Bush says will defy key provisions in military spending bill
Yesterday, President Bush signed this year's bill for military spending. But as Congressional Quarterly reports today (sub required), he did so only while promising to ignore measures in the bill to ensure accountability for spending and promote self-determination in Iraq:
President Bush signed the fiscal 2008 Defense authorization bill into law Monday, but not before stating that he reserves the right to disregard several sections.
One such provision sets up a commission to probe contracting fraud in Iraq and Afghanistan. Another expands protections for whistleblowers who work for government contractors. A third requires that U.S. intelligence agencies promptly respond to congressional requests for documents. And a fourth bars funding for permanent bases in Iraq and for any action that exercises U.S. control over Iraq's oil money.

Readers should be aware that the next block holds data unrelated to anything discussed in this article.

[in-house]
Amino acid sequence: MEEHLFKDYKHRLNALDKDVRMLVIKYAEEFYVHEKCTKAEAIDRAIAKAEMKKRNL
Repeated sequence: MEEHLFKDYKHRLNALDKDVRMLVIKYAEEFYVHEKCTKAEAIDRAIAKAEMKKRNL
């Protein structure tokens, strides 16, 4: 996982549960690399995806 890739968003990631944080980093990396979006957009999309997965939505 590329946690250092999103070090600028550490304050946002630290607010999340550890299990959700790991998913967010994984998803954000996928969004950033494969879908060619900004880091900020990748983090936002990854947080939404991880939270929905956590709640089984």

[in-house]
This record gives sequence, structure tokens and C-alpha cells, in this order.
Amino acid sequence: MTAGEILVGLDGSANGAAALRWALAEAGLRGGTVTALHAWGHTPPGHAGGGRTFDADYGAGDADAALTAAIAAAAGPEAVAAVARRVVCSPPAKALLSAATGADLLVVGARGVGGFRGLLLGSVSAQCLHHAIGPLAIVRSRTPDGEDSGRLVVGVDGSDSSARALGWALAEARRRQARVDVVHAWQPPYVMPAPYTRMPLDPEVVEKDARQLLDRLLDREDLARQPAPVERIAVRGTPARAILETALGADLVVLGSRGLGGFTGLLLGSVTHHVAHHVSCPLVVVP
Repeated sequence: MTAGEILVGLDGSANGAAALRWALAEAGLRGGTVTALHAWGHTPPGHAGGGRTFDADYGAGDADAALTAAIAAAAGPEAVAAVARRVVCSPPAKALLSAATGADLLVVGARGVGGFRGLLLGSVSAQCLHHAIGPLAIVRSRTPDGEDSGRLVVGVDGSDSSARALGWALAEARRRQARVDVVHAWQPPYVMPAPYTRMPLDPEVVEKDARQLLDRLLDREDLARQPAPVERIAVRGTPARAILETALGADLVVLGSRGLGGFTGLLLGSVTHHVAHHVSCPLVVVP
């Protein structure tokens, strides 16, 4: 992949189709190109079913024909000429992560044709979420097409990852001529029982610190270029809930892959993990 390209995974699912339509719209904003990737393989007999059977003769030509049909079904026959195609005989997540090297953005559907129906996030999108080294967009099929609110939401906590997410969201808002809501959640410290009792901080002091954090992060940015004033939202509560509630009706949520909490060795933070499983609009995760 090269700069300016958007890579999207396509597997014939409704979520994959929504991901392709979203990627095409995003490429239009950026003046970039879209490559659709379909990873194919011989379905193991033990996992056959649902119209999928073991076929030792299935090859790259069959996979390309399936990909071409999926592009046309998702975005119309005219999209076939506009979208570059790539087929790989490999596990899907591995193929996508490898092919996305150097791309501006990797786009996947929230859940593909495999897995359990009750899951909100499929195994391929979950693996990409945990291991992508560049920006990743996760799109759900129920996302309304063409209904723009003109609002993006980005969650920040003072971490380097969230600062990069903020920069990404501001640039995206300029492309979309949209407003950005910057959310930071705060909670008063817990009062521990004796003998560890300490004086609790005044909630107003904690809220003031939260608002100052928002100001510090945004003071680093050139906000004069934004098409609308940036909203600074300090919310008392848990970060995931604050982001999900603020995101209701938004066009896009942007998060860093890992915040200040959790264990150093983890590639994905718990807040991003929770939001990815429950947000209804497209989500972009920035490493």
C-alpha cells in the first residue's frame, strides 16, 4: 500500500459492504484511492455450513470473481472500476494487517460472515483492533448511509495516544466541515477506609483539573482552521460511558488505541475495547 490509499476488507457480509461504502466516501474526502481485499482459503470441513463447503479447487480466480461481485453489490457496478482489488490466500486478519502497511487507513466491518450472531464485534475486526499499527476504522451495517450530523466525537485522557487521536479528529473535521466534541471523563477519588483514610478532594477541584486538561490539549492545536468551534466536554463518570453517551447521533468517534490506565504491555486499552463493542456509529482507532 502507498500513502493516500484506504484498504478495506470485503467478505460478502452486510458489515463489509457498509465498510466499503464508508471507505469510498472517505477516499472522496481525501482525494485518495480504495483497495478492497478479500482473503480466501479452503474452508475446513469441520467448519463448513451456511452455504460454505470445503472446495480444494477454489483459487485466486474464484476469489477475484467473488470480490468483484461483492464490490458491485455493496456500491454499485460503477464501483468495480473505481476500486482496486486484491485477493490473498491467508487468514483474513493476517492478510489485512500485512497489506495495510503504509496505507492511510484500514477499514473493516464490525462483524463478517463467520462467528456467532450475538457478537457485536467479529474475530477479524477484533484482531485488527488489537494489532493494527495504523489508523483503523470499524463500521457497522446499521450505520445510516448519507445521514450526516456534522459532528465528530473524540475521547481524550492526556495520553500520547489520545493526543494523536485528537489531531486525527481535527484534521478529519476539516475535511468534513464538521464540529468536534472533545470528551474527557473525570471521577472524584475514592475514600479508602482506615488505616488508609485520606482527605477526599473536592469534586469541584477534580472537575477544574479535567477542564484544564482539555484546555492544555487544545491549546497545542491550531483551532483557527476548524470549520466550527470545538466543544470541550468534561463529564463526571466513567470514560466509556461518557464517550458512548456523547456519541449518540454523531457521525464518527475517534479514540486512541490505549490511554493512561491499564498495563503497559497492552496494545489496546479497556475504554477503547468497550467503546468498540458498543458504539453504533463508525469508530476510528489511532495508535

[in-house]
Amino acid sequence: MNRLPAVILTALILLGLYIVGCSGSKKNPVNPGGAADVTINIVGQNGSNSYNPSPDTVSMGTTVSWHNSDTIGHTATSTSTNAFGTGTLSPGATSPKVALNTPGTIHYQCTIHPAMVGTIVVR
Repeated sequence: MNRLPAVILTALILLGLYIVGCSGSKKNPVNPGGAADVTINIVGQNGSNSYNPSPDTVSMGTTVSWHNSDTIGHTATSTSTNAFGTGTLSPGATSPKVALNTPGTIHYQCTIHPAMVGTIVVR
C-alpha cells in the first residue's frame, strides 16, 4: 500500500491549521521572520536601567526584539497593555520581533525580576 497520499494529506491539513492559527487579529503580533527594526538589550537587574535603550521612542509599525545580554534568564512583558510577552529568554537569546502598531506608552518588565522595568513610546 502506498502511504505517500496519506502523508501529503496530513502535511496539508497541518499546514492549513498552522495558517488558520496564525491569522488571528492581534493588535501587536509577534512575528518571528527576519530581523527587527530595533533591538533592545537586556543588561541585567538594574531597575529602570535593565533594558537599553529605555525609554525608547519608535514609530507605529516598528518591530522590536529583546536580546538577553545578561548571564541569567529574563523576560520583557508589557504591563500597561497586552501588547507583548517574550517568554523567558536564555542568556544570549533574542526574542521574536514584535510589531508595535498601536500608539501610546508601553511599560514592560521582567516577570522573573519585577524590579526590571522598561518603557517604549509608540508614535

The Institute has long been calling for a "Truman Commission" to ensure oversight of contracting dollars, and it was a major victory for this language to be included in the bill. It's also the first piece that Bush has pledged to side-step, according to CQ:
The first statute Bush considers optional is a provision written by Democratic senators Jim Webb of Virginia and Claire McCaskill of Missouri that would set up a latter-day version of the Truman Committee to look into "waste, fraud and abuse" in contracts in Iraq and Afghanistan. One area of inquiry would be private security contractors such as Blackwater Worldwide.